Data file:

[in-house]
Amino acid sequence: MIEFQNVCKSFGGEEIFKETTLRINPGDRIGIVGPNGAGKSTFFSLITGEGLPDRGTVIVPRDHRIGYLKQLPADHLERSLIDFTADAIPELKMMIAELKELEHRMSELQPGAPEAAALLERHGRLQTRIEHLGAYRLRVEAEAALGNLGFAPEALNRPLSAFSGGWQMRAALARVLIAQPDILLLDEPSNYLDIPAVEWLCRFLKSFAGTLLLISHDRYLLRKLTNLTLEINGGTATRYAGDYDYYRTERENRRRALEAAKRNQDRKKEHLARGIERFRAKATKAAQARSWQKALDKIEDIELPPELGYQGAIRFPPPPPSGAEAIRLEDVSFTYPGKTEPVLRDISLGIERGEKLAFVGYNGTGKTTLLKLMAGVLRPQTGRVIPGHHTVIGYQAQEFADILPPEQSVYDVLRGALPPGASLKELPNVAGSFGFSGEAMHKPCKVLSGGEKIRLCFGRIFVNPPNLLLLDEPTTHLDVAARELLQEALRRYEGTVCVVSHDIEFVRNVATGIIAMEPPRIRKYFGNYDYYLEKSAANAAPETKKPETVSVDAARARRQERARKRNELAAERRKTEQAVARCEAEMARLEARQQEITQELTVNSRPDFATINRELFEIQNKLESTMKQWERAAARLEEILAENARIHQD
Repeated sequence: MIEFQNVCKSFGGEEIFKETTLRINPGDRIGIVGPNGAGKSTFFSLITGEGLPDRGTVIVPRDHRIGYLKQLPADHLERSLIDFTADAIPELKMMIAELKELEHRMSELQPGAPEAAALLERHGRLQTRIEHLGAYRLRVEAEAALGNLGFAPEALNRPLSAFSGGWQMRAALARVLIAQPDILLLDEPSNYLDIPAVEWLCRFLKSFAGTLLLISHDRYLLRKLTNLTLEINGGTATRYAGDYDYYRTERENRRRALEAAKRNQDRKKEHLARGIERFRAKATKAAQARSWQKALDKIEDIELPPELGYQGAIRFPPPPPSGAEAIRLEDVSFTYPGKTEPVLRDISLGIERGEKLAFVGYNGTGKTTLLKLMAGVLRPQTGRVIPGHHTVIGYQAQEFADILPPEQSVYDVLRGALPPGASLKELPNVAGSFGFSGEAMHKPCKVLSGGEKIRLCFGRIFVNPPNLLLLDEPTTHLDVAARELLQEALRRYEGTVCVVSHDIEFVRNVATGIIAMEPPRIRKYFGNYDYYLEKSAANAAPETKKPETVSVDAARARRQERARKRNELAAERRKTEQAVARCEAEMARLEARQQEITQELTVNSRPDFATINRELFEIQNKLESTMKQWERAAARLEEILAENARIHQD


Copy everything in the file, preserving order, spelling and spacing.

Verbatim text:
[in-house]
Amino acid sequence: MIEFQNVCKSFGGEEIFKETTLRINPGDRIGIVGPNGAGKSTFFSLITGEGLPDRGTVIVPRDHRIGYLKQLPADHLERSLIDFTADAIPELKMMIAELKELEHRMSELQPGAPEAAALLERHGRLQTRIEHLGAYRLRVEAEAALGNLGFAPEALNRPLSAFSGGWQMRAALARVLIAQPDILLLDEPSNYLDIPAVEWLCRFLKSFAGTLLLISHDRYLLRKLTNLTLEINGGTATRYAGDYDYYRTERENRRRALEAAKRNQDRKKEHLARGIERFRAKATKAAQARSWQKALDKIEDIELPPELGYQGAIRFPPPPPSGAEAIRLEDVSFTYPGKTEPVLRDISLGIERGEKLAFVGYNGTGKTTLLKLMAGVLRPQTGRVIPGHHTVIGYQAQEFADILPPEQSVYDVLRGALPPGASLKELPNVAGSFGFSGEAMHKPCKVLSGGEKIRLCFGRIFVNPPNLLLLDEPTTHLDVAARELLQEALRRYEGTVCVVSHDIEFVRNVATGIIAMEPPRIRKYFGNYDYYLEKSAANAAPETKKPETVSVDAARARRQERARKRNELAAERRKTEQAVARCEAEMARLEARQQEITQELTVNSRPDFATINRELFEIQNKLESTMKQWERAAARLEEILAENARIHQD
Repeated sequence: MIEFQNVCKSFGGEEIFKETTLRINPGDRIGIVGPNGAGKSTFFSLITGEGLPDRGTVIVPRDHRIGYLKQLPADHLERSLIDFTADAIPELKMMIAELKELEHRMSELQPGAPEAAALLERHGRLQTRIEHLGAYRLRVEAEAALGNLGFAPEALNRPLSAFSGGWQMRAALARVLIAQPDILLLDEPSNYLDIPAVEWLCRFLKSFAGTLLLISHDRYLLRKLTNLTLEINGGTATRYAGDYDYYRTERENRRRALEAAKRNQDRKKEHLARGIERFRAKATKAAQARSWQKALDKIEDIELPPELGYQGAIRFPPPPPSGAEAIRLEDVSFTYPGKTEPVLRDISLGIERGEKLAFVGYNGTGKTTLLKLMAGVLRPQTGRVIPGHHTVIGYQAQEFADILPPEQSVYDVLRGALPPGASLKELPNVAGSFGFSGEAMHKPCKVLSGGEKIRLCFGRIFVNPPNLLLLDEPTTHLDVAARELLQEALRRYEGTVCVVSHDIEFVRNVATGIIAMEPPRIRKYFGNYDYYLEKSAANAAPETKKPETVSVDAARARRQERARKRNELAAERRKTEQAVARCEAEMARLEARQQEITQELTVNSRPDFATINRELFEIQNKLESTMKQWERAAARLEEILAENARIHQD